While I loved the Nokia 5110 LCD’s readability in full sun, the pressure sensitivity was a real problem for the underwater units. So I started noodling around with some cheap OLED screens from eBay.
With the exception of the init & XY functions (which are more complicated on the 1306 controller) the rest of the code ported over from the Nokia screen with no changes at all. My guess at this point is that the shift-out method will work with most of the other cheap OLED screens, provided they don’t exceed the pin current limits implied by my method.
A visiting researcher dropped by our humble basement workshop with questions about the physical skill level students would need if they added one of our DIY data loggers to their environmental curriculum. I figured the easiest way to cover that was to simply build one, while they recorded the process.
The result of that 3 hour session is now available on YouTube
From the comments on our ChipKIT based weather station using BME280 sensor module post, Edward Mallon writes:
A lot of us have ended up at this sensor / screen combination. But I couldn’t afford the extravagance of six dedicated control lines on our little pro mini based loggers.
However with some slight modification, you can drive the Nokia 5110 LCD with only 3 control lines, and power the display from a digital pin
This post isn’t another How-To tutorial for a specific sensor because the Arduino community has already produced a considerable number of resources like that. You’d be hard pressed to find any sensor in the DIY market that doesn’t give you a dozen cookbook recipes to follow after a simple Google search. In fact, you get so many results from “How to use SensorX with Arduino” that beginners are overwhelmed because few of those tutorials help people decide which type of sensor suits their skill level. This post attempts to put the range of different options you can use with a Cave Pearl data logger into a conceptual framework, with links to examples that illustrate the ideas in text.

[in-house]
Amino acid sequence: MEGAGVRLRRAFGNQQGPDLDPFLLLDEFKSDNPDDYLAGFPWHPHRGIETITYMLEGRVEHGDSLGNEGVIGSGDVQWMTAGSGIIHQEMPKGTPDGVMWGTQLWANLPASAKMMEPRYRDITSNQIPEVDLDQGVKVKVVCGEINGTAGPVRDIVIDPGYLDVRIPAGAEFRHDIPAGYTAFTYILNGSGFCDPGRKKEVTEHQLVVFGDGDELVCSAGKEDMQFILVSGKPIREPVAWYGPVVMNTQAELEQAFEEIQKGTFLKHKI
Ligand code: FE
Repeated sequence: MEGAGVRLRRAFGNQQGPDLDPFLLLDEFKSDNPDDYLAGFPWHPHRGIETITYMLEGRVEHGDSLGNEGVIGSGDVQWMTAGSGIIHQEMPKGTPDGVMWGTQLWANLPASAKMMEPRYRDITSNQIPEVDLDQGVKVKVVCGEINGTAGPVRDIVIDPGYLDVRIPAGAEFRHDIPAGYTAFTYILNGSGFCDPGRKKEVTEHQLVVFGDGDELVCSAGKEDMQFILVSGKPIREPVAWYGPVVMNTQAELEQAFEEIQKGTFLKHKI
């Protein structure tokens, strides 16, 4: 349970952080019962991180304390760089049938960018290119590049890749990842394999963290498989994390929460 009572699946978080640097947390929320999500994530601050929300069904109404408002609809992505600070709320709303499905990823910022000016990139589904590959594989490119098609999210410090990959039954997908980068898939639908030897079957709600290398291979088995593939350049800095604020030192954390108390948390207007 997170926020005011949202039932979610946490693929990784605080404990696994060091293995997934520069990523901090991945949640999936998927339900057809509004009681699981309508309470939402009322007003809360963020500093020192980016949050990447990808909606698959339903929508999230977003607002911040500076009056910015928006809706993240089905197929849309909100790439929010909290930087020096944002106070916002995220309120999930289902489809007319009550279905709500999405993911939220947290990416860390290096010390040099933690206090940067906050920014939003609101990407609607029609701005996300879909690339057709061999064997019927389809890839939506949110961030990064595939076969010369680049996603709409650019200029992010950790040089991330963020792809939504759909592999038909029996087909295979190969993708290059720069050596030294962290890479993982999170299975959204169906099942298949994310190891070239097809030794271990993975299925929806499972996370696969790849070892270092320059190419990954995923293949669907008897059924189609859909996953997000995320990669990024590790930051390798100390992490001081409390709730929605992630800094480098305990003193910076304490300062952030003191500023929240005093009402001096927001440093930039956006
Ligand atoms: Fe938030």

If you need a logger with a cheap durable housing, it’s still hard to beat the Dupont-jumper build released in 2016. But sometimes I need more of a bare-bones unit for bookshelf test runs while I shake down a new sensor. I can whip up a breadboard combo in about twenty minutes, but they can stop working if I bump one of the wires by accident. I’ve lost SD cards from this half way through a long term test, and I’ve also run into issues with noise & resistance from those tiny breadboard contact points.
To address this problem I’ve come up with a new configuration that uses a screw-terminal expansion shield originally intended for the Arduino Nano. This requires a modest bit of soldering, and after some practice, between 1-1.5 hours to finish depending on how many “extras” you embed.
Scott Harden writes, “I’m working on a project which requires I measure temperature via a computer, and I accomplished this with minimal complexity using a Bus Pirate and LM75A I2C temperature sensor.”
One only has to ship one or two things via a container, receiving them strangely damaged on the other end, before you start to wonder about your shipper. Did they open this box and sort of stomp around a bit? Did I perhaps accidentally contract a submarine instead of a boat? Did they take a detour past the sun? How could this possibly have melted?
[Jesus Echavarria]‘s friend had similar fears and suspicions about a box he is going to have shipped from Spain to China. So [Jesus] got to work and built this nice datalogger to discover the truth. Since the logger might have to go for a couple of months, it’s an exercise in low power design.
The core of the build is a humble PIC18. Its job is to take the information from an ambient light, temperature, and humidity sensor suite and dump it all to an SD card. Aside from the RTC, this is all powered from a generic LiPo power cell. The first iteration can run for 10 days on one charge, and that’s without any of the low power features of the microcontroller enabled. It should be able to go for much longer once it can put itself to sleep for a period.
It’s all housed in a 3D printed case with some magnets to stick it to shell of the shipping container. Considering the surprisingly astronomical price of commercial dataloggers, it’s a nice build!
Typical pro-mini loggers built with this design sleep at 0.25mA, before extra sensors are added. At that current draw, the logger should deliver approximately six months of operation on three brand new AA batteries with a 15min duty cycle; depending on sensor load.